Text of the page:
I'm a former college writing instructor currently serving as Program Manager for University of California Curriculum Integration. I am passionate about media literacy and technology.
In addition to being an educator, I am also a writer whose work has appeared at Poynter.org, the San Francisco Appeal and SF Public Press. I also write the blog, San Francisco Treats--my tribute to all the best treats you can find in one of the best cities in the world.
I love cooking, baking, reading and hiking...and running up and down the hills of San Francisco. I can be reached via email at s.e.fidelibus [at] gmail [dot] com, and through any of the social media channels you see below. I would love to hear from you.
- ""over a year ago
Author Archives: Sarah
The quote is on my mind now because I am thinking about diversity. And bias. And the places where we get our information. An ongoing debate among citizens and journalists alike concerns whether or not we should–or even can–expect “objectivity” from those charged with the responsibility of delivering to us the world’s news. One camp (and for the sake of full disclosure, I should say that this camp is the one that I reside in) argues that “objectivity” is a myth–no news coverage can be stripped of all possible slant, and that fact in and of itself does not make slanted coverage immediately irresponsible or unreliable. Those on the other side of the debate disagree, arguing that “objective” journalism is both possible and necessary for democracy; only with objective journalism can citizens come to their own conclusions about the issues and events of the day. Continue reading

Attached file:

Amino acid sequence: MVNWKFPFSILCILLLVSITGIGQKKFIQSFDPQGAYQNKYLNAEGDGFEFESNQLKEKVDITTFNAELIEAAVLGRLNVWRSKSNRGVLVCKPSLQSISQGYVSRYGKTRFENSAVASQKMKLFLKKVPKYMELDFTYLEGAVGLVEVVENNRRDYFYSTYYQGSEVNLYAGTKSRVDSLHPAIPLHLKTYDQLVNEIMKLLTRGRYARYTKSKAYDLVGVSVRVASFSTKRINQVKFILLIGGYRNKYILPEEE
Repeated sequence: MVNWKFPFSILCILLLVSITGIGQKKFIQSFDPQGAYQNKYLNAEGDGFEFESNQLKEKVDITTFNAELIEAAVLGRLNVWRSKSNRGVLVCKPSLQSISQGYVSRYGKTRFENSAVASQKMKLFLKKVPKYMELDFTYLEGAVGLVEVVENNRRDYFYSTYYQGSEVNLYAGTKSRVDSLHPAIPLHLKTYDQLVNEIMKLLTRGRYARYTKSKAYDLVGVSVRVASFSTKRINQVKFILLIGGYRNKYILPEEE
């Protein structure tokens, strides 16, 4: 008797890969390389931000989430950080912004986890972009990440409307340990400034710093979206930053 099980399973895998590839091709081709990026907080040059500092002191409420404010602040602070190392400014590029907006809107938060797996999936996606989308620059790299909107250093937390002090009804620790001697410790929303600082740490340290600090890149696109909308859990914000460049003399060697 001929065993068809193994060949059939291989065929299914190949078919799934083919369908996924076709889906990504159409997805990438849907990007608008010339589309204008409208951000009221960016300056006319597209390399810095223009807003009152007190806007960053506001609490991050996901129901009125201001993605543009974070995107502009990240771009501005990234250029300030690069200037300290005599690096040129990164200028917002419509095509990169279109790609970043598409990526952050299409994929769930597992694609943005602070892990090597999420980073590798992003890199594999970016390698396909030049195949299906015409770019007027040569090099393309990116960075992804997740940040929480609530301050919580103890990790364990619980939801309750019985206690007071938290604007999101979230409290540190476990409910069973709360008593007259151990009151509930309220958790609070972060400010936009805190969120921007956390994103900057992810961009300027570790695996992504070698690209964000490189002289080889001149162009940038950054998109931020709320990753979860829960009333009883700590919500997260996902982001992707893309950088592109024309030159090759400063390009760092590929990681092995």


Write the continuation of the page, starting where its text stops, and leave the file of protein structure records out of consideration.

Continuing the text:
It’s really a bummer when a film you’ve looked forward to seeing for months turns out to be a huge disappointment. but that was the case for me when I saw Waiting for Superman. The documentary seeks to highlight the increasing ineffectiveness of public school systems throughout the United States, and to illustrate the harm these failing schools are doing to our kids–and by extension to our society as a whole, which suffers the effects of a poorly-educated populace: higher crime rates, entrenched poverty, and–according to the film–not enough skilled workers to fill the professional jobs of the future. Continue reading
I taught writing at SF State for nine years, and during that time, I also taught a semester at Lowell High School and a year at Berkeley High. Before I came to San Francisco, I was a teacher’s assistant in two public high schools in San Diego. I have spent nearly all of my adult life thus far working in education–and that is to say nothing of the 23 full years I spent as a student–from elementary school through graduate school and a year spent earning my teaching credential for secondary education.
As you might expect, all of this time spent in schools has led me to form some opinions about education–about what works and why and what doesn’t. So when the Los Angeles Times published a story earlier this week titled, “Who’s teaching L.A.’s kids?”, I read it with a good deal of interest. Continue reading
After Off the Grid this past Friday, we found ourselves in the Fort Mason Community Garden. I had never been there before, and I could have stayed for hours wandering between each of the lovingly-tended gardens. I couldn’t help taking pictures of the many beautiful flowers there (especially dahlias, which are a favorite of mine); I also loved the various items people placed in their plots as garden ornaments. The whole place is gorgeous and peaceful; definitely stop by for a visit next time you’re in the area. Continue reading